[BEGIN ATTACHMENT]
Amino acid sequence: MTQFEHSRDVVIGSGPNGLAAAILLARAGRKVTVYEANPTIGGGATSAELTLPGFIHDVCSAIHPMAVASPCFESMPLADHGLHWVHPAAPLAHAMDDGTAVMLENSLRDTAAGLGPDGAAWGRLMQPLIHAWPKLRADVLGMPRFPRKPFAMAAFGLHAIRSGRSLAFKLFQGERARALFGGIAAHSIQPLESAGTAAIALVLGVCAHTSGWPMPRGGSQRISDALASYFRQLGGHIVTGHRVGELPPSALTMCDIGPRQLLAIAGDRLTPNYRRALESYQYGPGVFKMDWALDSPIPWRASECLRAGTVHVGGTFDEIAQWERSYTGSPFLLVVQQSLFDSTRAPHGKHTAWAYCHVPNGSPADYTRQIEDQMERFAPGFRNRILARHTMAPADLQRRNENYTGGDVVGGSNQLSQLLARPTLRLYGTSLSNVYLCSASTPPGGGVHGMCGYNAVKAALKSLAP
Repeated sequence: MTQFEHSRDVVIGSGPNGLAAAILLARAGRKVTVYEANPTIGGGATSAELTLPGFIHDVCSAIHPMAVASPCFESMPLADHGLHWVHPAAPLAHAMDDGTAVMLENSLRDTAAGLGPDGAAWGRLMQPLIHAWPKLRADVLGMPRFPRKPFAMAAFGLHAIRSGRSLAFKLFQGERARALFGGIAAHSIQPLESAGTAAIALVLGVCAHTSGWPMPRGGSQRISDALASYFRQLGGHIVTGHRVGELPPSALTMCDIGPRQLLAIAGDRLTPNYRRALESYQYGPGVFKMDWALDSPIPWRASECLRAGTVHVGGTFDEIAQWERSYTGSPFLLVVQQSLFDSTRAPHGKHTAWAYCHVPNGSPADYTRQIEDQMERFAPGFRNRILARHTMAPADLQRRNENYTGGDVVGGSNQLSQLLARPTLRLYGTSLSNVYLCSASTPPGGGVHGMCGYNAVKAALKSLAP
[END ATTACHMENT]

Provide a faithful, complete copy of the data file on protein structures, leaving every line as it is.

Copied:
Amino acid sequence: MTQFEHSRDVVIGSGPNGLAAAILLARAGRKVTVYEANPTIGGGATSAELTLPGFIHDVCSAIHPMAVASPCFESMPLADHGLHWVHPAAPLAHAMDDGTAVMLENSLRDTAAGLGPDGAAWGRLMQPLIHAWPKLRADVLGMPRFPRKPFAMAAFGLHAIRSGRSLAFKLFQGERARALFGGIAAHSIQPLESAGTAAIALVLGVCAHTSGWPMPRGGSQRISDALASYFRQLGGHIVTGHRVGELPPSALTMCDIGPRQLLAIAGDRLTPNYRRALESYQYGPGVFKMDWALDSPIPWRASECLRAGTVHVGGTFDEIAQWERSYTGSPFLLVVQQSLFDSTRAPHGKHTAWAYCHVPNGSPADYTRQIEDQMERFAPGFRNRILARHTMAPADLQRRNENYTGGDVVGGSNQLSQLLARPTLRLYGTSLSNVYLCSASTPPGGGVHGMCGYNAVKAALKSLAP
Repeated sequence: MTQFEHSRDVVIGSGPNGLAAAILLARAGRKVTVYEANPTIGGGATSAELTLPGFIHDVCSAIHPMAVASPCFESMPLADHGLHWVHPAAPLAHAMDDGTAVMLENSLRDTAAGLGPDGAAWGRLMQPLIHAWPKLRADVLGMPRFPRKPFAMAAFGLHAIRSGRSLAFKLFQGERARALFGGIAAHSIQPLESAGTAAIALVLGVCAHTSGWPMPRGGSQRISDALASYFRQLGGHIVTGHRVGELPPSALTMCDIGPRQLLAIAGDRLTPNYRRALESYQYGPGVFKMDWALDSPIPWRASECLRAGTVHVGGTFDEIAQWERSYTGSPFLLVVQQSLFDSTRAPHGKHTAWAYCHVPNGSPADYTRQIEDQMERFAPGFRNRILARHTMAPADLQRRNENYTGGDVVGGSNQLSQLLARPTLRLYGTSLSNVYLCSASTPPGGGVHGMCGYNAVKAALKSLAP